Asset Managers, Eurodollars and Unconventional Monetary Policy

30 Pages Posted: 30 Aug 2016

See all articles by Lawrence Kreicher

Lawrence Kreicher

Dartmouth College

Robert N. McCauley

Bank for International Settlements (BIS)

Date Written: August 2016

Abstract

An asset manager's rapid liquidation in the weeks around the end of September 2014 of a very large position in eurodollar futures, a huge derivatives market that allows traders to position on the future path of dollar money rates, raises two questions. What is the profile of asset managers in this key market? And how has the Federal Reserve's unconventional monetary policy, including forward guidance about policy rates, affected this market? Asset managers generally hold the largest eurodollar positions among buy-side traders but play a lesser role in day-to-day trading. Second, the Fed's unconventional policy saw the average maturity of eurodollar contracts traded between 2008 and 2014 double and it has remained at an elevated maturity since then. Moreover, from 2012 into 2015 eurodollar turnover responded more strongly to Federal Reserve announcements than to macroeconomic news, a finding analogous to that of Filardo and Hofmann (2014) for yields. In 2015 asset managers took a large short position in eurodollar futures; this unprecedented position would profit if the Federal Reserve's own projections of policy rates ("dots") were realised. Judging from eurodollar futures, asset managers now play an important role in facilitating or hindering the transmission of monetary policy to market rates.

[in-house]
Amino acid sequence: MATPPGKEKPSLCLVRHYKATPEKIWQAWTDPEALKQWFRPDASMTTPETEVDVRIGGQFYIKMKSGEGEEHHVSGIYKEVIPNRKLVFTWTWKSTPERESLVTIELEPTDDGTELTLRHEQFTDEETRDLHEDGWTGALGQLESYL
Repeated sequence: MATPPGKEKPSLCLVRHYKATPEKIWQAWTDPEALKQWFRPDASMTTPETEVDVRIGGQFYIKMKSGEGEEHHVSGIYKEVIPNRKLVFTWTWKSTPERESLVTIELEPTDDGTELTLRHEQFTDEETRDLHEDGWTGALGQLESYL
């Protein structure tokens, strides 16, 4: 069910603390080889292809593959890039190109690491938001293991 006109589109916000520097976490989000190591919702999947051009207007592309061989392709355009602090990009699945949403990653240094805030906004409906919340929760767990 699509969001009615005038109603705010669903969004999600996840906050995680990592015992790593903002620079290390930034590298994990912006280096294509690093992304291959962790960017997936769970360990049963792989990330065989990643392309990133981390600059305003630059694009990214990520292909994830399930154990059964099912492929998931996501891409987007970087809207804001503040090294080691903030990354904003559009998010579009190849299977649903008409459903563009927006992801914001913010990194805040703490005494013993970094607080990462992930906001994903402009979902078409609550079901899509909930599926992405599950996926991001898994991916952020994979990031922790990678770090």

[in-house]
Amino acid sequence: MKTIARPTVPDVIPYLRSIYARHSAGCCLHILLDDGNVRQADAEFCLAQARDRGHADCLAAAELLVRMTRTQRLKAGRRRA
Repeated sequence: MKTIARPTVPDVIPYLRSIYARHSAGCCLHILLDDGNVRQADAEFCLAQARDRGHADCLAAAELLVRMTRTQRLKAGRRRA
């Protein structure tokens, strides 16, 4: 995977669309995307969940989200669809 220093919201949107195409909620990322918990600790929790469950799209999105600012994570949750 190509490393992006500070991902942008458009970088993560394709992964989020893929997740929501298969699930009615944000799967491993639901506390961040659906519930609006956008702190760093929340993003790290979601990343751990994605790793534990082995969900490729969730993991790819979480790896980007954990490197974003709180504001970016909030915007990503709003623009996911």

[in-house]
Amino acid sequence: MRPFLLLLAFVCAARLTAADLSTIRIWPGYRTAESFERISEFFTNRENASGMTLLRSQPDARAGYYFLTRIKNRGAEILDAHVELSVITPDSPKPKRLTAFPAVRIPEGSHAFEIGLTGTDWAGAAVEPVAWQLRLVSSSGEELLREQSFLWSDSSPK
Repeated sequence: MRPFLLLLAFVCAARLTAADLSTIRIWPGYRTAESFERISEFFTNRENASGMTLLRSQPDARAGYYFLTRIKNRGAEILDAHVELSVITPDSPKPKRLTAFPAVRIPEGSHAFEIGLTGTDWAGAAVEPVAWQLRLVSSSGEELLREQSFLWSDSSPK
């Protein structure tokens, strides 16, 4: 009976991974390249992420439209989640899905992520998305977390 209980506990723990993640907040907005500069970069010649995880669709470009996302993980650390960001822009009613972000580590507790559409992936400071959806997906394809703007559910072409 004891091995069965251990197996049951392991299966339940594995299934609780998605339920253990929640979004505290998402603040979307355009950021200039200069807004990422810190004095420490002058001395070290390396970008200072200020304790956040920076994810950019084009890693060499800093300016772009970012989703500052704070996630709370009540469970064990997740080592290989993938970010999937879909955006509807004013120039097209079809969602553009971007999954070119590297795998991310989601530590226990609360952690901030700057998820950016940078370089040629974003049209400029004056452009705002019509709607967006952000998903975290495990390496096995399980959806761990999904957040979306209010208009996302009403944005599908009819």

Keywords: asset managers, mutual funds, derivatives, unconventional monetary policy, forward guidance, money market, eurodollar futures

JEL Classification: E43, E44, E52, F36, G23

Suggested Citation

Kreicher, Lawrence and McCauley, Robert N., Asset Managers, Eurodollars and Unconventional Monetary Policy (August 2016). BIS Working Paper No. 578. Available at SSRN: https://ssrn.com/abstract=2831691

Lawrence Kreicher (Contact Author)

Dartmouth College ( email )

Department of Sociology
Hanover, NH 03755
United States

Robert N. McCauley

Bank for International Settlements (BIS) ( email )

CH-4002 Basel, Basel-Stadt
Switzerland

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